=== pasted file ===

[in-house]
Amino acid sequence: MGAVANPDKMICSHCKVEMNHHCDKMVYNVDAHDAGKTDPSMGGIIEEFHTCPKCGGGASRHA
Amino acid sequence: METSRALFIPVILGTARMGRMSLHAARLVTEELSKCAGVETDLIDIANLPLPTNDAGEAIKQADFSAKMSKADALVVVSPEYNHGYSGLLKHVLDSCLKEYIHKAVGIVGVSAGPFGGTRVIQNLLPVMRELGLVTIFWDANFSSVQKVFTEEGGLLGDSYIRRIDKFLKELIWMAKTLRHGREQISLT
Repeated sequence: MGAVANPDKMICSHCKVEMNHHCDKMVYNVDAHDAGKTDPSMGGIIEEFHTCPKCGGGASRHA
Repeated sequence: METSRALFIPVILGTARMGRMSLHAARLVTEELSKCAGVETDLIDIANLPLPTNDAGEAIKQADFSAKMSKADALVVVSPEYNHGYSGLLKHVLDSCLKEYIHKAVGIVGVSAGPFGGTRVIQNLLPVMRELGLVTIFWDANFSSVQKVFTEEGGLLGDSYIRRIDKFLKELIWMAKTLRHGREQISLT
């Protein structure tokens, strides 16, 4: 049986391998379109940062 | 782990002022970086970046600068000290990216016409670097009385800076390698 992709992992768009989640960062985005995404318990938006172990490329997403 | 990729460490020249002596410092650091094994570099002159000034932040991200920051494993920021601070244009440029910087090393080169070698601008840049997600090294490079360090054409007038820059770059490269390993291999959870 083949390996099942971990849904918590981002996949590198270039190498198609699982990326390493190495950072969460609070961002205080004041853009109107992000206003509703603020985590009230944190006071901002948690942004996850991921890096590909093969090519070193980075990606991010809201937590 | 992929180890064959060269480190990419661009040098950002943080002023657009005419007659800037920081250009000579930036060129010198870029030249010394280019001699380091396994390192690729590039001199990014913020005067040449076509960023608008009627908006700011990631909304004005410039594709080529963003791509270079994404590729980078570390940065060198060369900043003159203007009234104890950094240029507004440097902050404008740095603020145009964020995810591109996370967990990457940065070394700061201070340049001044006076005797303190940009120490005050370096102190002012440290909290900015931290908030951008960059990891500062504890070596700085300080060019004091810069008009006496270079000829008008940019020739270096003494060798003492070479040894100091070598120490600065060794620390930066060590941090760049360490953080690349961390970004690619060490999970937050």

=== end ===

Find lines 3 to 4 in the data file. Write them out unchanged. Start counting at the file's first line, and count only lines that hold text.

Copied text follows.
Amino acid sequence: METSRALFIPVILGTARMGRMSLHAARLVTEELSKCAGVETDLIDIANLPLPTNDAGEAIKQADFSAKMSKADALVVVSPEYNHGYSGLLKHVLDSCLKEYIHKAVGIVGVSAGPFGGTRVIQNLLPVMRELGLVTIFWDANFSSVQKVFTEEGGLLGDSYIRRIDKFLKELIWMAKTLRHGREQISLT
Repeated sequence: MGAVANPDKMICSHCKVEMNHHCDKMVYNVDAHDAGKTDPSMGGIIEEFHTCPKCGGGASRHA